“Nothing cures nausea faster than an ice pack on the back of the neck,” she noted.

Talk to a flight attendant.

“Let your flight attendant know if you get anxious, so we can support you throughout your journey,” said Kim Howard, an Avelo Airlines flight attendant based in Connecticut.

“I’ve had customers come on the plane in tears,” she added. “I will whisper to them, ‘Are you an anxious flyer?’ They say, ‘Yes, I hate turbulence.’ I ask their seat number and will reassure them before takeoff and check on them throughout the flight.”

She emphasized that flight attendants do more than just pass out snacks. They are also trained to keep order and promote safety ― and to do so with kindness. So don’t hesitate to reach out if you need reassurance or even a moment of distraction.

Flight attendants know the ins and outs of the plane and can assist you if you're feeling anxious.

Tunvarat Pruksachat via Getty Images

Flight attendants know the ins and outs of the plane and can assist you if you’re feeling anxious.

Pay attention to announcements.

If turbulence makes you anxious, pay attention to announcements from the cockpit, as the pilots often give passengers a heads-up about anticipated rough air.

“An announcement from our captain during turbulence goes a long way,” Howard said. “The captain will often assure customers turbulence will be a short period of time throughout the changes of altitude. Of course, there are different levels of turbulence. Some are more severe than others. But, most times it is mild and for short periods of time.”

Ask for a seat change.

If you notice the plane is not full and feel uncomfortable or unsafe where you are, consider asking the flight attendant for a seat change.

“At Eastern, if we notice a passenger is really nervous about their journey in the skies, and they’re seated toward the back, we offer to re-accommodate them to another part of the aircraft where the turbulence may feel lighter, like the front of the aircraft or near the wings,” Jiménez said.

Remember, professionals are in control.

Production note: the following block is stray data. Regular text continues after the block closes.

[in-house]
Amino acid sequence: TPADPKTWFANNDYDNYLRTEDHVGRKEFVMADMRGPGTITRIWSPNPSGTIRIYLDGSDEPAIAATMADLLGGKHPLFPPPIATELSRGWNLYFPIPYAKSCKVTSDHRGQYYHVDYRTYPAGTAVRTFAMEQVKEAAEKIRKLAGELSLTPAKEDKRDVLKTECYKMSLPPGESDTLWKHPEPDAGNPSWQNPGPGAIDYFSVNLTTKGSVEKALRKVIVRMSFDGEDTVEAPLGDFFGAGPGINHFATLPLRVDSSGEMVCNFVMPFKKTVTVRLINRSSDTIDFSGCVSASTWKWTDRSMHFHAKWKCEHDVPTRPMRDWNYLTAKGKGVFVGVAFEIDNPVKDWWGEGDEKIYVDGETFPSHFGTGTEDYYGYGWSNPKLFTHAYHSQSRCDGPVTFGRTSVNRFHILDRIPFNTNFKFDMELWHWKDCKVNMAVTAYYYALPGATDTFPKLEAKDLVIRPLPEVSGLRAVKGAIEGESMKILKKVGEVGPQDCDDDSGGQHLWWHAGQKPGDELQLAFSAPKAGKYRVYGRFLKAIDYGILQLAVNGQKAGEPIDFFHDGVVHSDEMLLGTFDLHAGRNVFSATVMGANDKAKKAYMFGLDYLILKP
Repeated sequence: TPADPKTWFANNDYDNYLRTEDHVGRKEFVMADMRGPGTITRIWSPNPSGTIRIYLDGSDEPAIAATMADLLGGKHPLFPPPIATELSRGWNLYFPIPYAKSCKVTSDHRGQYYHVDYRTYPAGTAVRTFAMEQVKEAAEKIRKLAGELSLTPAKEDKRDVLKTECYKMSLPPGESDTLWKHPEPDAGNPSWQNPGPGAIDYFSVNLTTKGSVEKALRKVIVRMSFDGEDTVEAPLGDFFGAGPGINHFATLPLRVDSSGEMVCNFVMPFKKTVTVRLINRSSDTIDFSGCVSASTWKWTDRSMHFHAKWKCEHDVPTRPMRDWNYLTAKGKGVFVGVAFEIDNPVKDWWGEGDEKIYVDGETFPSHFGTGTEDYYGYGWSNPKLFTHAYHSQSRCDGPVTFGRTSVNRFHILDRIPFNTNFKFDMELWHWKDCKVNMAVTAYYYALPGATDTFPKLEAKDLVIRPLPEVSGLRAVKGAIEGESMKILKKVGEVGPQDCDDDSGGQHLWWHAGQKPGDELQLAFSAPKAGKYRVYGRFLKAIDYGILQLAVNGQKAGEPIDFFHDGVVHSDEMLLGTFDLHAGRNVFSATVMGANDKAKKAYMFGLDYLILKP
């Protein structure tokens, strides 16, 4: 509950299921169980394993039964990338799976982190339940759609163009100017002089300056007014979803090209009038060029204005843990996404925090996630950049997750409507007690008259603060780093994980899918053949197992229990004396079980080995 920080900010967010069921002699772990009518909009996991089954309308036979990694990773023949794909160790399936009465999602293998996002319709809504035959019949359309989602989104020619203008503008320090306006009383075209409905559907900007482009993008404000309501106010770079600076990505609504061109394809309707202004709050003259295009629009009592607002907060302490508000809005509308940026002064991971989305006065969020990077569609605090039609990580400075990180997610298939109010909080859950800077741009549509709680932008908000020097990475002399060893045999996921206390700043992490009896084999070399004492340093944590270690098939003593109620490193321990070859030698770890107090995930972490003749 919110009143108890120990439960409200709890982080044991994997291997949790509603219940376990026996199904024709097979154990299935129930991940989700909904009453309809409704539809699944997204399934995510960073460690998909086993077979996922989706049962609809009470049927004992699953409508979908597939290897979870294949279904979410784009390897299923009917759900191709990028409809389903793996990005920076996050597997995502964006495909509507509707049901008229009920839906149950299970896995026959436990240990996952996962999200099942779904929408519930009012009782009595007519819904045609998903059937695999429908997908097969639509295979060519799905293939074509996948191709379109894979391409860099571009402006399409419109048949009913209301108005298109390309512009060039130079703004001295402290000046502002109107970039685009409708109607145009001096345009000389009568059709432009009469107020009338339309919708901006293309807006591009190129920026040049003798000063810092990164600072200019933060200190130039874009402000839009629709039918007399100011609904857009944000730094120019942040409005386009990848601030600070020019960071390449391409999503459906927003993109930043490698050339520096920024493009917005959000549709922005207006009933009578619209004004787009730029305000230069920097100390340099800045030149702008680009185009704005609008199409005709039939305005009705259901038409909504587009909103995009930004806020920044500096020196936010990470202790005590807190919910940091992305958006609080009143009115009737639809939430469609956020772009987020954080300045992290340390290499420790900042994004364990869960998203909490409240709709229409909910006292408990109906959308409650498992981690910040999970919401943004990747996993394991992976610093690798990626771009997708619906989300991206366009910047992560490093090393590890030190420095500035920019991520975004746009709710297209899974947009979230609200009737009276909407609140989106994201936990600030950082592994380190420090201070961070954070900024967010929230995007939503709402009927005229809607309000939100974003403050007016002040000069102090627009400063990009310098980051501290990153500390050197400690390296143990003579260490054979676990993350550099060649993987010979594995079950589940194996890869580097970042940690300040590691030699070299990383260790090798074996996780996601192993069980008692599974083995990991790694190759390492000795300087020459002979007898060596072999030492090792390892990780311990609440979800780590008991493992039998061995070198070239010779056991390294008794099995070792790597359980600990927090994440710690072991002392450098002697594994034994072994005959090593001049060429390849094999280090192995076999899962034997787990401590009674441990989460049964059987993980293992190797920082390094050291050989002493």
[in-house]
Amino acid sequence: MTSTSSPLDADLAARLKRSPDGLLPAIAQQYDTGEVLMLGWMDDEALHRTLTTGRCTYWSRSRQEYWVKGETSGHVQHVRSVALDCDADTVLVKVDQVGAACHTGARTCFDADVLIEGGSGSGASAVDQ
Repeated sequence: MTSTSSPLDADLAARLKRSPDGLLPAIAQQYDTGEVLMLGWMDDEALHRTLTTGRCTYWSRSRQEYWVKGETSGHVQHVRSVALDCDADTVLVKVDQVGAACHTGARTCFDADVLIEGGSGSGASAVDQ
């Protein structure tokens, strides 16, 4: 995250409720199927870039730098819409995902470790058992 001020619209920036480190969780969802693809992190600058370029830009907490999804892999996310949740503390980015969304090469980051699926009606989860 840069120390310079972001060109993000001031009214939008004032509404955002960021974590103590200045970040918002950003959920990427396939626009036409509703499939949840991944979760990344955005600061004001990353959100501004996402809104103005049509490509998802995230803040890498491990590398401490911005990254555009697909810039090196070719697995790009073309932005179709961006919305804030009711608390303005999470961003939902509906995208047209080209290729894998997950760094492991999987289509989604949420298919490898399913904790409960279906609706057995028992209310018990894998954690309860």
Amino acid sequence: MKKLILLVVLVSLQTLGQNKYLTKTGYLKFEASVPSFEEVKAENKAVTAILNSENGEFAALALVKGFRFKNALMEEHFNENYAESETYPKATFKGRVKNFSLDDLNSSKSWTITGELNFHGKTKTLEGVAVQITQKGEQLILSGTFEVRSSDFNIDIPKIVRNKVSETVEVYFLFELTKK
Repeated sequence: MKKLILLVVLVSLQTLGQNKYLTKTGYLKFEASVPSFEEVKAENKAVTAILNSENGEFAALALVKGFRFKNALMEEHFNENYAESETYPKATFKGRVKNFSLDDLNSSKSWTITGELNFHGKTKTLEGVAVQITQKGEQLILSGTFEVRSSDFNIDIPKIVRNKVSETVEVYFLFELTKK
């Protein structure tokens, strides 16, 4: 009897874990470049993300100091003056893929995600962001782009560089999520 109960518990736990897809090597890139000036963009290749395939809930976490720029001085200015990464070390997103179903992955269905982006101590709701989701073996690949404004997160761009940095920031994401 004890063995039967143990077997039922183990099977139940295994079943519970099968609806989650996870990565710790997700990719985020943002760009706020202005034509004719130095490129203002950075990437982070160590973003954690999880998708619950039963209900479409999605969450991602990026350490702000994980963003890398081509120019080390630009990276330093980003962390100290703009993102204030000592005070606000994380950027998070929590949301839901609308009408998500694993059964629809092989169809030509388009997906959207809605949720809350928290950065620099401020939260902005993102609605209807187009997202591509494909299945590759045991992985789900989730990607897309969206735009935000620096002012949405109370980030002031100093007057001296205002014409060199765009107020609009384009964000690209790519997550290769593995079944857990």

“I have encountered passengers whose responses to turbulence ranged from mild to severe anxiety during my career,” Armstrong said. “My ideal technique is reassurance. Passengers want to know that they are safe.”

Whenever she feels anxious at work, Armstrong reminds herself that she is equipped with the skills and knowledge to remedy difficult situations and is responsible for the safety of all passengers. This understanding ― that trained professionals like Armstrong are in control ― can help ease passenger anxiety as well.

“During a flight when I experienced passengers with high anxiety, which impaired their ability to co-operate with our procedures, I announced, ‘Ladies and gentlemen, remain calm. The flight attendants have the situation under control,’” she recalled. “Immediately, the passengers were calm and cooperative.”

Jiménez said she reminds anxious passengers that aircraft are one of the safest modes of transportation and that pilots and flights attendants are highly trained professionals.

“While flying through the sky can be daunting, the aircraft is designed to keep us safe and the entire staff on board is trained to keep you safe and comfortable,” she noted.

Take care of yourself.

Alleviating your anxiety around turbulence begins before boarding. If you take care of yourself and your body ahead of the flight, you’ll feel more comfortable on board.

“It is always best to be well prepared for your flight,” Howard said. “Hydrate the night before. Bring your favorite snacks, books, magazine, and, nowadays, you can download movies or TV shows. The better prepared you are makes for a less anxious flight.”

This story was previously published at an earlier date.